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Preconception Care in Low- and Middle-Income Countries: New Opportunities and a New Metric

  • Cheryl T. Young,

    Affiliation Keenan Research Centre, Li Ka Shing Knowledge Institute, St. Michael's Hospital, Toronto, Ontario

  • Marcelo L. Urquia,

    Affiliation Keenan Research Centre, Li Ka Shing Knowledge Institute, St. Michael's Hospital, Toronto, Ontario

  • Joel G. Ray

    Affiliations Keenan Research Centre, Li Ka Shing Knowledge Institute, St. Michael's Hospital, Toronto, Ontario, Department of Medicine and Obstetrics and Gynaecology, University of Toronto, Toronto, Ontario

Linked Guidelines and Guidance Article

This Perspective discusses the following new study published in PLOS Medicine:

Dean S, Rudan I, Althabe F, Webb Girard A, Howson C, et al. (2013) Setting Research Priorities for Preconception Care in Low- and Middle-Income Countries: Aiming to Reduce Maternal and Child Mortality and Morbidity. PLoS Med 10(9): e1001508. doi:10.1371/journal.pmed.1001508

Sohni Dean and colleagues report their CHNRI exercise that developed health research priorities for effective pre-conception care in low- and middle-income countries.

Why We Need Preconception Care

Globally, low- and middle-income countries (LMICs) carry a disproportionately heavy burden of maternal and neonatal mortality and morbidity [1]. Too many women haemorrhage to death peripartum, develop acute stroke, renal failure, or pulmonary edema from uncontrolled hypertension, or are affected by severe sepsis, including after unsafe abortion [2]. And when bad things happen to a pregnant woman, the same is likely to be true for her fetus or newborn [3], which can include neonatal sepsis or preterm entry into a world that lacks the facilities to deal with a baby's immature organ system [4]. Indeed, among adolescent mothers and women who deliver in rural or sprawling peri-urban areas, the flagrant persistence of inequitable health outcomes has beckoned experts to generate priorities for action [2], yet preconception care has somehow been neglected. Until now.

Thanks to Sohni Dean and colleagues and reported in this week's PLOS Medicine, preconception care has found a place in the continuum of care aimed at improving maternal, newborn, and child health in LMICs [5]. They have created and ranked an extensive list of maternal and obstetrical delivery risk factors, clarified which of those appear amenable to preconception care interventions, and packaged them according to expert-defined criteria like “answerability” and “effectiveness.” The work that went into this is extensive, and we recommend reading their paper more than once.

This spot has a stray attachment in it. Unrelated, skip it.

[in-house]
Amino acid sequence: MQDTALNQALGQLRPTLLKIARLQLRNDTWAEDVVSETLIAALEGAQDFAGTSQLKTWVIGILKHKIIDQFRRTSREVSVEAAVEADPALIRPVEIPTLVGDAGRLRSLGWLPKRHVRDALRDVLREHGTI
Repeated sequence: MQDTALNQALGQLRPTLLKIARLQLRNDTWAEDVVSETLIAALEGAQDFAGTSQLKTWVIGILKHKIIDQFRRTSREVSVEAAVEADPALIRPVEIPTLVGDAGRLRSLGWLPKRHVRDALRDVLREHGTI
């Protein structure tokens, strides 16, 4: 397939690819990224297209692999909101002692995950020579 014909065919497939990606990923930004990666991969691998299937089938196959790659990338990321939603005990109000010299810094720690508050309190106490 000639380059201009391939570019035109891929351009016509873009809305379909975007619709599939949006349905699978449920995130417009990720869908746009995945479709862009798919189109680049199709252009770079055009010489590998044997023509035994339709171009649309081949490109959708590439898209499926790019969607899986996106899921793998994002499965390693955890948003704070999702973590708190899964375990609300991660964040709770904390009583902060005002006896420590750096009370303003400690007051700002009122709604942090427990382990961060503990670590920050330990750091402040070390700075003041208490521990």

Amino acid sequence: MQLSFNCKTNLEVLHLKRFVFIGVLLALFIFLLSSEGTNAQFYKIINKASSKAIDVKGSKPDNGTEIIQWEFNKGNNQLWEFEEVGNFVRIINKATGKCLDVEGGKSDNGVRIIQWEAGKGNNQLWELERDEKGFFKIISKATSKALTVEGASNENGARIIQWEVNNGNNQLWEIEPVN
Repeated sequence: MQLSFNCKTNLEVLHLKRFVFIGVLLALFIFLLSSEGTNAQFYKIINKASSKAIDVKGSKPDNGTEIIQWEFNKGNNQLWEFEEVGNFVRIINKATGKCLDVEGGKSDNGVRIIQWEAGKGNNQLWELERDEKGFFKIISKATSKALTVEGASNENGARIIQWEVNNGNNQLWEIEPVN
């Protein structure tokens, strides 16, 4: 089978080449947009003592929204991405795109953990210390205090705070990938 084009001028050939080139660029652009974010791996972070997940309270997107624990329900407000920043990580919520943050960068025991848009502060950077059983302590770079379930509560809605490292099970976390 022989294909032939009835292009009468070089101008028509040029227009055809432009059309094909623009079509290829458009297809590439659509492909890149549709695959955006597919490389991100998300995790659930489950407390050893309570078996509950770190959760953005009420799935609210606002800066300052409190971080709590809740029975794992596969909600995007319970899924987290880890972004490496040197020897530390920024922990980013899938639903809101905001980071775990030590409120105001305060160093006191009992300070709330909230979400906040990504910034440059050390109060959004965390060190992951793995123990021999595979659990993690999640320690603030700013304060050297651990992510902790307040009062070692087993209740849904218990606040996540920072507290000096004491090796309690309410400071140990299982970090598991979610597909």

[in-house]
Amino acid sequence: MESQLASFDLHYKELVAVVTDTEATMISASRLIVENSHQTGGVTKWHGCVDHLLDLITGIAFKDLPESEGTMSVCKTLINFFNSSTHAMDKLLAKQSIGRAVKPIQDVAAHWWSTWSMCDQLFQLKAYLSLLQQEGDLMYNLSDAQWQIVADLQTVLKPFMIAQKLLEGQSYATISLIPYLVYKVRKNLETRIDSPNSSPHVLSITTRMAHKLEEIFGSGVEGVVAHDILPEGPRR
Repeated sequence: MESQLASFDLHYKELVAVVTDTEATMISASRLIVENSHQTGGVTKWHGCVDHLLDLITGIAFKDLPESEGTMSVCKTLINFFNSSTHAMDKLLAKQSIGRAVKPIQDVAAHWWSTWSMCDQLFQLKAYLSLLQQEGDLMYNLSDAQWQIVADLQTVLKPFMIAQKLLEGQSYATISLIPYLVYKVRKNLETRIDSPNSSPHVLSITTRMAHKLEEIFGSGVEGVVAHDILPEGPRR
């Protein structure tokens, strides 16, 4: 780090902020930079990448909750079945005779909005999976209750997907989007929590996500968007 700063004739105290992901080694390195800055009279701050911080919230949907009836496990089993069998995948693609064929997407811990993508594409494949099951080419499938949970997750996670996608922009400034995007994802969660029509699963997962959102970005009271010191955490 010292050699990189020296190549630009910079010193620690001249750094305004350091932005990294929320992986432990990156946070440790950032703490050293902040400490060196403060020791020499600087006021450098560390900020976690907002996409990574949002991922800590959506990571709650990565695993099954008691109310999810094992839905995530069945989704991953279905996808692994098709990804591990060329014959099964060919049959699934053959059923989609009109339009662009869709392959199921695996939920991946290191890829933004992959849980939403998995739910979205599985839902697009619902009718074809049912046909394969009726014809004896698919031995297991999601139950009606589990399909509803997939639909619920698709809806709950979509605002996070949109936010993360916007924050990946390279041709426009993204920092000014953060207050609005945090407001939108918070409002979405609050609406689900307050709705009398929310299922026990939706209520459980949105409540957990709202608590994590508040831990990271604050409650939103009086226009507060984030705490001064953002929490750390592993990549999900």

Preconception Period—Delaying Conception in Young Women

A pregnancy can be viewed as wanted and planned, wanted but unplanned, unwanted but planned, or unwanted and unplanned. An unwanted and unplanned pregnancy has the highest chance of resulting in poorer maternal or neonatal outcomes [6], yet as a woman's life situation changes, so might her perspective on a future pregnancy. A broad preconception programme can accommodate to this changing reality. By defining the “preconception period” as a minimum of one year prior to the initiation of any unprotected sexual intercourse among adolescents and women of reproductive age, Dean and colleagues advance the discourse on the prioritization of preconception care interventions [7]. Specifically, they point out that pregnancy may arise from unprotected (non-contraceptive) sexual intercourse, including among young women who may not yet have the skills to negotiate decision making regarding their own health. It not only follows that young women need to be taught these skills in late elementary school [8] and thereafter, but also that they be shielded from sexual coercion—whether of a religious, familial, political, or economic origin. Once a woman is ready, the other aspects of an existing preconception care programme, such as micronutrition, anemia prevention, environmental smoke reduction, or HIV prophylaxis can take effect.

It also follows that education in pre-adolescent and adolescent females is a prerequisite for achieving optimal maternal, newborn, and child health. Although mentioned only briefly in their Discussion, Dean and colleagues did not include women's literacy as a necessary means to improving the uptake of preconception care. Literate women are better able to access health resources, understand counselling, and make informed decisions about health planning, subsequently enhancing maternal and child outcomes [8]. Across India, one study suggests that maternal education and literacy has grown to become a more powerful indicator of child malnutrition and survival than poverty [9]. Worldwide, pregnancy complications are the leading cause of death among women aged 15 to 29 years of age, with more deaths in this age group than in any other [2],[3]. Accordingly, interventions that delay pregnancy—such as investments in pre-adolescent and adolescent women's literacy and formal education—may be highly effective in reducing maternal mortality.